The Attorney General of the Federation and Minister of Justice, Mr Abubakar Malami, has come under criticism on Twitter for describing the just-repatriated $311m looted by the late Head of State, Gen Sani Abacha, as “Abacha assets”.
The minister’s tweet announcing the repatriation of the money from the United States and Bailiwick of Jersey on his timeline at 6.32pm on Monday garnered about 1,000 comments as of 3.26pm on Tuesday.
Most of the commentators, including the publisher of Sahara Reporters and convener of #RevolutionNow protests, Omoyele Sowore, were furious about what they considered as improper labelling of the recovered loot.
Malami’s tweet through his Twitter handle, @MalamiSan, read, “I am happy to confirm that the Federal Republic of Nigeria on 4th May, 2020 received $311,797,866.11 of the Abacha assets repatriated from the United States and the Bailiwick of Jersey.”
The tweet came a few hours after his Special Assistant on Media and Public Relations, Dr Umar Gwandu, issued a statement in which the repatriated fund was also referred to as “Abacha assets”.
In a six-paragraph statement released by Gwandu on February 2 announcing Malami’s trip to the US to represent Nigeria in the signing of the tripartite agreement between the governments of Nigeria, the US and Bailiwick of Jersey for the repatriation of the fund, there was no mention of Abacha’s name in the statement as the fund was repeatedly referred to as “looted assets”.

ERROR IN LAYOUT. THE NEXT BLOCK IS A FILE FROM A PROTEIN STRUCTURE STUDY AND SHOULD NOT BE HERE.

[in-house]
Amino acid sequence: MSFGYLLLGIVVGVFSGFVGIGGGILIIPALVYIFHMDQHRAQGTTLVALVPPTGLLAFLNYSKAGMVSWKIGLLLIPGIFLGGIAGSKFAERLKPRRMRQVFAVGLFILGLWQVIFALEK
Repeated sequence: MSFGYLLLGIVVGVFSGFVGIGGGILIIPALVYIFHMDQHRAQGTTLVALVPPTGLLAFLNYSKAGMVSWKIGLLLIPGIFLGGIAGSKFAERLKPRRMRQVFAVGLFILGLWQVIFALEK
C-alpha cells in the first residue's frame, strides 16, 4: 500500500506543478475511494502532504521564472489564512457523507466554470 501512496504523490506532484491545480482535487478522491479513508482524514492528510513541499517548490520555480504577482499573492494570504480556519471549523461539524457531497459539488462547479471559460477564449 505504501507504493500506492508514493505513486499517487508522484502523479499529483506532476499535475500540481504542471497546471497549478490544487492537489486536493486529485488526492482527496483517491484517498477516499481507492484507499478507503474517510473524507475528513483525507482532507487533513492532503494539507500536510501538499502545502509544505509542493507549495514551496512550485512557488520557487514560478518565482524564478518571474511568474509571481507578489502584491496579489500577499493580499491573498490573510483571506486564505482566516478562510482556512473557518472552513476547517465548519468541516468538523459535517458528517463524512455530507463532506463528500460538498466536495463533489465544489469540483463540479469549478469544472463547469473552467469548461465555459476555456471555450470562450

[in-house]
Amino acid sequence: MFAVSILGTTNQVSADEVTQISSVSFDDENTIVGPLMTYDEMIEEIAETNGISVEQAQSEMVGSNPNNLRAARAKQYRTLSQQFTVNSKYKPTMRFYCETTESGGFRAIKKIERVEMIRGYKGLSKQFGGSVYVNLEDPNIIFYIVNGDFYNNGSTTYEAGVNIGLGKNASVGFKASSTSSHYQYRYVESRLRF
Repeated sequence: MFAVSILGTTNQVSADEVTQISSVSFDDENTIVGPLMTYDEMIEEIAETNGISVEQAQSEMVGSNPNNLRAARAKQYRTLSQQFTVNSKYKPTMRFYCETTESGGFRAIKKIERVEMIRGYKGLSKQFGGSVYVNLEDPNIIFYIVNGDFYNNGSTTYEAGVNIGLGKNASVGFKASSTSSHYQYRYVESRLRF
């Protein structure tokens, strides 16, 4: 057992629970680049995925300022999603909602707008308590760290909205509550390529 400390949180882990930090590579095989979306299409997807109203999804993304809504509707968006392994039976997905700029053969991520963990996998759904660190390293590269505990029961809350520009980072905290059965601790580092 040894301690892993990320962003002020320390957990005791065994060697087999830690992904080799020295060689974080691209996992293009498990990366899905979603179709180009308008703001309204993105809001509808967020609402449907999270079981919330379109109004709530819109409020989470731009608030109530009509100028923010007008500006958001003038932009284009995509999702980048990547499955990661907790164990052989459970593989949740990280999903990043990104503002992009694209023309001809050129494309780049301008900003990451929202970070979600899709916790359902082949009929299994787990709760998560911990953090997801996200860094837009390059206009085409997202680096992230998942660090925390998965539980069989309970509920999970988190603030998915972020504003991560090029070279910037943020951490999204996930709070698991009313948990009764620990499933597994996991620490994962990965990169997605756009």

And many have taken to Twitter to express their displeasure at the minister’s tweet, see it as tallying with the view held by the President, Major General Muhammadu Buhari (retd.), who has often justified his working as the head of the Petroleum Trust Fund under the Abacha regime.
Nobel Laureate, Prof Wole Soyinka, in 2018 urged Buhari, who rode to power in 2015 on the promise to fight corruption headlong, to desist from praising Abacha.
Tweeting through his handle, @YeleSowore, Sowore said, “Attorney General Abubakar Malami, woke up one day, labelled Nigerian wealth looted by the late Gen. Sani Abacha “Abacha assets” and people think he is stupid. He knows exactly what he’s doing. Just telling you all that we are just warehousing these assets for Abachas. #RevolutionNow.”
Another Twitter user tweeting via @ayemojubar, stated, “This statement has been written in the sands of time and engraved on the granite of eternity, and each time people mention Abacha now or in future, you’ll always be remembered for tagging stolen money “Abacha assets”.
Another tweet via @adegokegalaxy, stated, “I commend your efforts at repatriating the money. It will be very useful in the present economic challenge. Kudos Sir.
“However, Abacha assets, Sir, may not be the best choice of words. You may want to discuss with experts in finance and control.”
Another statement by a presidential spokesman, Garba Shehu, late Tuesday described the loot as “return of the Abacha stolen millions from the United States and Jersey”.
And Sowore, who noted that the “appropriate” labelling by Shehu followed the pressure mounted by Nigerians on social media, acknowledged the presidential spokesman’s statement in a later tweet, He said, “Why we must not relent, now they’ve appropriately labelled it ‘Abacha Stolen Millions’ but ensure the new thieves don’t steal the loot! #RevolutionNow.”